The Slightly Confused Woodworker

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Tot Ziens


When you’re a guy like me, and you woodwork at the back of a one-car garage, space is at an ultimate premium. The battle to remove clutter, create storage, and make the work area “work” is never ending. Generally, I keep my work space fairly clean and organized, yet, whenever I am working on a project, I always seem to notice something else that could be improved. And the past weekend was no exception.

This past Friday my daughter wasn’t feeling well, so I took the day off to stay with her. While she slept, rather than continuing my project, I decided to remedy something that has been bothering me for months.

My garage is “L” shaped, and the “L” section usually contains leftover paint, gardening supplies, and countless other items from countless other projects. Many years ago I built a three tier shelf from leftover “two-by” stock and slowly that shelf became more and more cluttered, no matter how-often I cleaned it. Most recently, my Dutch Tool Chest found its way there, and I decided to finally do something about it.

A few years ago Dutch Tool Chests were all the rage. I personally built two, one for my dad and one that I kept for myself. In fact, one of those chests actually made it to the daily top 3 on Lumberjocks. It was a fun project and contained all of my favorite joinery: dovetails, tongue and groove, mortise and tenon, and dados, as well as decorative cut nails. I enjoyed building it immensely.

BUT…

I found that I did not enjoy actually using the chest; it always seemed to be in the way, and once I made wall racks for my woodworking tools, the chest became a storage bin for rags and cleaning supplies, the only tool it contained being the head of an old ball peen hammer that I found. Considering that just a few weeks back I purged my wall cabinets of hundreds of magazines, I had plenty of room for those supplies, and considering the chest takes up a lot of space, I made the decision to put it into my attic and cover it with a sheet.

Even though I spent a lot of time on that chest, the decision to put it into storage was surprisingly easy. Just as I said goodbye to the Moxon vise without any regrets, I am now saying goodbye to the Dutch Tool Chest. I am not impugning either project, as I’ve seen many blog posts describing their virtues; they just didn’t work for me. Both were trends in woodworking that I mistakenly followed without doing enough research, and now both are just side notes in my woodworking history. And though I do regret the money I spent on the hardware for the Moxon vise, I do not regret building the Dutch Tool Chest. As I said, it was fun to build and the construction process made me a better woodworker.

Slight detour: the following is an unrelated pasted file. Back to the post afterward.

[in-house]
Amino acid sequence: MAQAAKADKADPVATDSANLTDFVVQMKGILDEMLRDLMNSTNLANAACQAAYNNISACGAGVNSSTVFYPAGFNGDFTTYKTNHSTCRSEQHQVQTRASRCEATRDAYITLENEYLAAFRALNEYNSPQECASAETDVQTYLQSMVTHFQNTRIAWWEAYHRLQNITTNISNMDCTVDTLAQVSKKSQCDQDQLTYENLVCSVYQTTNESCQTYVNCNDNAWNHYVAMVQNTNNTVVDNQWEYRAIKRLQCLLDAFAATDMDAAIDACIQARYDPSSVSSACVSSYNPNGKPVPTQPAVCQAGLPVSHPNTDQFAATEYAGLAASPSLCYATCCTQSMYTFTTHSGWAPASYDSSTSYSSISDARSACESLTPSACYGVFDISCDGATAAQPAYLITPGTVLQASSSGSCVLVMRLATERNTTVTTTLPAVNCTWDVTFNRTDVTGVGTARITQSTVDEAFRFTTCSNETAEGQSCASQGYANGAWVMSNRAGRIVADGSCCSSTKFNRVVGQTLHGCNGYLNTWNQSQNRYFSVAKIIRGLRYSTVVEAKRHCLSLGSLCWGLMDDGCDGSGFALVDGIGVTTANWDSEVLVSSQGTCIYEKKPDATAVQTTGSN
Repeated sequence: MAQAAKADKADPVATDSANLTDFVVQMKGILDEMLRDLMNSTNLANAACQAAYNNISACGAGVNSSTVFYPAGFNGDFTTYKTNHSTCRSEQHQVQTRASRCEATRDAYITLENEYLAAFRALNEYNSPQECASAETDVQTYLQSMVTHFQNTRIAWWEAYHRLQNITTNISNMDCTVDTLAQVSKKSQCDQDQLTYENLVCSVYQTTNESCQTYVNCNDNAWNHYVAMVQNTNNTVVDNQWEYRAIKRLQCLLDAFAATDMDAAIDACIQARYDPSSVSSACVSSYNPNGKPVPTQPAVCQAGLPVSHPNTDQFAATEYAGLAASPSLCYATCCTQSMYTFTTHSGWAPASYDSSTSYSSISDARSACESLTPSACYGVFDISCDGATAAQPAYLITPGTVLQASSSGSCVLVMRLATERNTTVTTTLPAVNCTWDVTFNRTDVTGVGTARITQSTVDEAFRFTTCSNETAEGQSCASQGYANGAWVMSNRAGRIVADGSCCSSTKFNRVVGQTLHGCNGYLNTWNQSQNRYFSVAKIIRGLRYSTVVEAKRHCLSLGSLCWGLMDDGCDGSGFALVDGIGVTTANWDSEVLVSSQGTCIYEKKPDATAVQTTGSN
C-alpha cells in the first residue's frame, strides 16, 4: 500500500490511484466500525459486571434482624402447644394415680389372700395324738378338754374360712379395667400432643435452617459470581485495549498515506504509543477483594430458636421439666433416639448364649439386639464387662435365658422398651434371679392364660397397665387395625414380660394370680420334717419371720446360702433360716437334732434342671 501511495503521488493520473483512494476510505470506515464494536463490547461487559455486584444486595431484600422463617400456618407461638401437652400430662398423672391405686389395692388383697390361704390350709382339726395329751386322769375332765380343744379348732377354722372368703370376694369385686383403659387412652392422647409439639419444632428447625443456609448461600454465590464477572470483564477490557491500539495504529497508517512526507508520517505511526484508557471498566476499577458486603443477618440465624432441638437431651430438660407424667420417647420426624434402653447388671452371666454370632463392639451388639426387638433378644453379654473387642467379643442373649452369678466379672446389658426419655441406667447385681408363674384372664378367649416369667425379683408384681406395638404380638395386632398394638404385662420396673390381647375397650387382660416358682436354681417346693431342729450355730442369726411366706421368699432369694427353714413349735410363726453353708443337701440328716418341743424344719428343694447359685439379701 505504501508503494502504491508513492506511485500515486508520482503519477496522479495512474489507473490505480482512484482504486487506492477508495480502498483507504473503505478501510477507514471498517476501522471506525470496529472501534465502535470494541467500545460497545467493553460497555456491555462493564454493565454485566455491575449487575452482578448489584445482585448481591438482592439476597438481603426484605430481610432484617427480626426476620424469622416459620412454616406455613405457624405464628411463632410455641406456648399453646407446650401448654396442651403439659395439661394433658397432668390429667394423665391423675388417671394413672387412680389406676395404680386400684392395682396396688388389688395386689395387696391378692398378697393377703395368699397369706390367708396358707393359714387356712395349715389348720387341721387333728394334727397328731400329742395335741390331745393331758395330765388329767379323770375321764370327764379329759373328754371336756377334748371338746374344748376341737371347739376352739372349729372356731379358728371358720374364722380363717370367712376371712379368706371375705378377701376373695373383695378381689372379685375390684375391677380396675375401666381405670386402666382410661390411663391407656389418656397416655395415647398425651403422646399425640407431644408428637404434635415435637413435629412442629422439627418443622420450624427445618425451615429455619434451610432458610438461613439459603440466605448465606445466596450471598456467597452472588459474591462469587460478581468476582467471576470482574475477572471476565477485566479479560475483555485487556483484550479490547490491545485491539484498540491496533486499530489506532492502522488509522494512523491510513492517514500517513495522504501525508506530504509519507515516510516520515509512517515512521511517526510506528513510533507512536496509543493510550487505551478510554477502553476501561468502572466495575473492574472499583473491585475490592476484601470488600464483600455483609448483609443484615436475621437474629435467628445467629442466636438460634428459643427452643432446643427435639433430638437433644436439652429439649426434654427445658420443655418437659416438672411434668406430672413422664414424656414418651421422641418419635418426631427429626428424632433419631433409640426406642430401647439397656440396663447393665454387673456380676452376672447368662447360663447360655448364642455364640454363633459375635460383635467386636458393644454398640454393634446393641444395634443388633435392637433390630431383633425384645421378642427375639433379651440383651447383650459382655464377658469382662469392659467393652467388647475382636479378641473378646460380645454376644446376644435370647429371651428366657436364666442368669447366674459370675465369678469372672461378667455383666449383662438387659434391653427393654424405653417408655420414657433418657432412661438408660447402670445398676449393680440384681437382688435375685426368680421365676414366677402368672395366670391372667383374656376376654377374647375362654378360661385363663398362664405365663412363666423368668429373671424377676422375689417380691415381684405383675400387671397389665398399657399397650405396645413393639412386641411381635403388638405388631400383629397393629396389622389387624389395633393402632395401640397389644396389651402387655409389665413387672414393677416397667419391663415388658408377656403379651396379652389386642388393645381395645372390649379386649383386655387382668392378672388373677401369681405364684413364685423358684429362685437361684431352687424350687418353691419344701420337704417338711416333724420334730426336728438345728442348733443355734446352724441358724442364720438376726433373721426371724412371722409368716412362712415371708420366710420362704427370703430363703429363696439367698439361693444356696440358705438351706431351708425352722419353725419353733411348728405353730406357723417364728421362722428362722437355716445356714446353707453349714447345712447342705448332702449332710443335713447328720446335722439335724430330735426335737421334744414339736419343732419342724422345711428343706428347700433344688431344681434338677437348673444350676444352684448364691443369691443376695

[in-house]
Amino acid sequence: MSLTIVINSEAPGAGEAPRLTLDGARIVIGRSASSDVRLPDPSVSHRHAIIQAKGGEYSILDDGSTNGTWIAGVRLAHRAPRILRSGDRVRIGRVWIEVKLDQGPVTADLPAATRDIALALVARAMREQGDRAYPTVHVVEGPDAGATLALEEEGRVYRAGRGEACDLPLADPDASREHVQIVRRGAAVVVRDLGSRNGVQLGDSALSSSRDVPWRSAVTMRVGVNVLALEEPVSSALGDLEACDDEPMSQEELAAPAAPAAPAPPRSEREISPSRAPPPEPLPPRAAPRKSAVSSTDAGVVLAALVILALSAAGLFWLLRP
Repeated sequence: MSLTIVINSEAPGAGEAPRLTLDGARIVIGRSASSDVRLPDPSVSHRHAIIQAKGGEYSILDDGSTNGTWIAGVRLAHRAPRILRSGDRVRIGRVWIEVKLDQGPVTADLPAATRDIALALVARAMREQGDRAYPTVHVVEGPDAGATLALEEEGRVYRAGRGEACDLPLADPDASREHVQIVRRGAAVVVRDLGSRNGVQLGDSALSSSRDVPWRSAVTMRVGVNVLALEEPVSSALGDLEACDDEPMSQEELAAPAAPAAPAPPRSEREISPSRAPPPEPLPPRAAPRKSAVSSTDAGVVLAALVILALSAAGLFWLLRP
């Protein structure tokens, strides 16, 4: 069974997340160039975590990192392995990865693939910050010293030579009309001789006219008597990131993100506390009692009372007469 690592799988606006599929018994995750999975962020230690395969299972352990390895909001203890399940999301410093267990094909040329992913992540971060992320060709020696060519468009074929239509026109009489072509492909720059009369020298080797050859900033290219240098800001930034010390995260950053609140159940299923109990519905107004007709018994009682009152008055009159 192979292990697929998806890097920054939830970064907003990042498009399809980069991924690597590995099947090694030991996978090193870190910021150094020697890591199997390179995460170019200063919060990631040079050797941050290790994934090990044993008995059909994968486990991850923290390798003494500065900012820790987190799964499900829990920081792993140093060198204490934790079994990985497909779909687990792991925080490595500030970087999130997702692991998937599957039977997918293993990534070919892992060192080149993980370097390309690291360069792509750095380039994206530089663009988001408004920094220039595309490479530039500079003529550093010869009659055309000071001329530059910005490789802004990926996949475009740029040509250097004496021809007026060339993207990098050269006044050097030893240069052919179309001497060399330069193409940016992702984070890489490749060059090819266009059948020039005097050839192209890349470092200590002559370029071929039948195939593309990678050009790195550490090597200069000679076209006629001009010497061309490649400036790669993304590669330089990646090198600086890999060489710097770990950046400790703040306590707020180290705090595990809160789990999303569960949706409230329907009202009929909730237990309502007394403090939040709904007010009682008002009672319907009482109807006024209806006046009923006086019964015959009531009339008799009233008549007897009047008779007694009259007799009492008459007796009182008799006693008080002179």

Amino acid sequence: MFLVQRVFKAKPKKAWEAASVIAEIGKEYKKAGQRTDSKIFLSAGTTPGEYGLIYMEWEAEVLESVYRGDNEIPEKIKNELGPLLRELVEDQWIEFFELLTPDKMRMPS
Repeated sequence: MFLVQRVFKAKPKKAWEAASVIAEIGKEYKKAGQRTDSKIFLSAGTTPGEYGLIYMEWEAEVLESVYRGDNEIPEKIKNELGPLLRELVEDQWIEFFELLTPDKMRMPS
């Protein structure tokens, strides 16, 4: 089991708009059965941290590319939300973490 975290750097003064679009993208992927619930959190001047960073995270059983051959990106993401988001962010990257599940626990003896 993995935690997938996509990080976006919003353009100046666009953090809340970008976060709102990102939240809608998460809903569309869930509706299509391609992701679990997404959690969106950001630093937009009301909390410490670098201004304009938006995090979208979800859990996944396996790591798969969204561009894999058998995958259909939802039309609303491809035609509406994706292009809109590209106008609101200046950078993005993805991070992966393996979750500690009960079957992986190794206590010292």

The back corner of my garage is now a little more roomy, and a little better suited for my needs. I even took some of the leftover lumber from the shelf and made a quick little workbench to hold my grinder and drill press, two of the power tools I still actually use on occasion. It is a space I can put to good use. In fact, I hope to turn it into a dedicated sharpening station.

In the meanwhile, I did learn a lesson, and that is to avoid woodworking trends. Maybe there was a reason that items like the Moxon Vice and Dutch Tool Chest disappeared for such a long time. For my part, I found out the hard way that they weren’t for me. But then again, I would never have known if I hadn’t tried in the first place.

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8 Comments

  1. ausworkshop says:

    Yes, it is times like these that I’m glad I am so slow to start things on my ToDo list. I had been meaning to build a tool chest for quiet some time. I started to think along these lines, I’m in a one car shop as well. So glad I didn’t, instead I just made a few storage boxes to slide in under my workbench like drawers. All my other tools planes and equipment are in some old wardrobes (drawers and cupboards with sliding doors that open easily and don’t swing out) it means I can keep my saw support rollers in front of them and still reach in around them if I need to get something out. The section that would normally contain coat hangers for clothes has been filled with a pigeon hole shelf for routers and other machines I hardly use, keeps them all away from dust but still within reach at the side of my workbench. Also the left over space in there still comes in handy to hang my dust coat, jacket or hats and keep them out of the way so they don’t get covered in dust.
    So I guess the wardrobes became my tool chest, only they are much easier to get things in and out of and see at a glance without having to take up too much more floor space than a large tool chest.